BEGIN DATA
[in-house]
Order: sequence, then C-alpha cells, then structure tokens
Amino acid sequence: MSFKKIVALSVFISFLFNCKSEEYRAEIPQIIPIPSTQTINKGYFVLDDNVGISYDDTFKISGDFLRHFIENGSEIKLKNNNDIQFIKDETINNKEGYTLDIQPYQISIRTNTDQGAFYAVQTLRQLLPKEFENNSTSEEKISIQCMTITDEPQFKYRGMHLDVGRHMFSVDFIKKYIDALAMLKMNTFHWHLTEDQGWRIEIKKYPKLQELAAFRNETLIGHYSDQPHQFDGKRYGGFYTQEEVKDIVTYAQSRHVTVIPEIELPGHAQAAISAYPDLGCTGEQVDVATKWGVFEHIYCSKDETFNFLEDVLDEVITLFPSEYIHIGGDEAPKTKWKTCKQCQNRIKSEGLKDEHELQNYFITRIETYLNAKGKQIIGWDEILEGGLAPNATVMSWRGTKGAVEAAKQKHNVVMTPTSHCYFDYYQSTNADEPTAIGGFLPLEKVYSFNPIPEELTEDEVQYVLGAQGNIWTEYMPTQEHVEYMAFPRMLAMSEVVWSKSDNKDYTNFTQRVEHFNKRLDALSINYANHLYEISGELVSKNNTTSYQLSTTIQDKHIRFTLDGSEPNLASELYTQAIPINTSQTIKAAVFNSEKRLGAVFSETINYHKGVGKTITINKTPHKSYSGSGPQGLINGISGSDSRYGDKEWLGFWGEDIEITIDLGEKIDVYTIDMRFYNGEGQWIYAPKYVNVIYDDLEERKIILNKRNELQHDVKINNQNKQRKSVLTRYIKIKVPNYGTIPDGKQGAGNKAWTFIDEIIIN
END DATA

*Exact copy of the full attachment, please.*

[in-house]
Order: sequence, then C-alpha cells, then structure tokens
Amino acid sequence: MSFKKIVALSVFISFLFNCKSEEYRAEIPQIIPIPSTQTINKGYFVLDDNVGISYDDTFKISGDFLRHFIENGSEIKLKNNNDIQFIKDETINNKEGYTLDIQPYQISIRTNTDQGAFYAVQTLRQLLPKEFENNSTSEEKISIQCMTITDEPQFKYRGMHLDVGRHMFSVDFIKKYIDALAMLKMNTFHWHLTEDQGWRIEIKKYPKLQELAAFRNETLIGHYSDQPHQFDGKRYGGFYTQEEVKDIVTYAQSRHVTVIPEIELPGHAQAAISAYPDLGCTGEQVDVATKWGVFEHIYCSKDETFNFLEDVLDEVITLFPSEYIHIGGDEAPKTKWKTCKQCQNRIKSEGLKDEHELQNYFITRIETYLNAKGKQIIGWDEILEGGLAPNATVMSWRGTKGAVEAAKQKHNVVMTPTSHCYFDYYQSTNADEPTAIGGFLPLEKVYSFNPIPEELTEDEVQYVLGAQGNIWTEYMPTQEHVEYMAFPRMLAMSEVVWSKSDNKDYTNFTQRVEHFNKRLDALSINYANHLYEISGELVSKNNTTSYQLSTTIQDKHIRFTLDGSEPNLASELYTQAIPINTSQTIKAAVFNSEKRLGAVFSETINYHKGVGKTITINKTPHKSYSGSGPQGLINGISGSDSRYGDKEWLGFWGEDIEITIDLGEKIDVYTIDMRFYNGEGQWIYAPKYVNVIYDDLEERKIILNKRNELQHDVKINNQNKQRKSVLTRYIKIKVPNYGTIPDGKQGAGNKAWTFIDEIIIN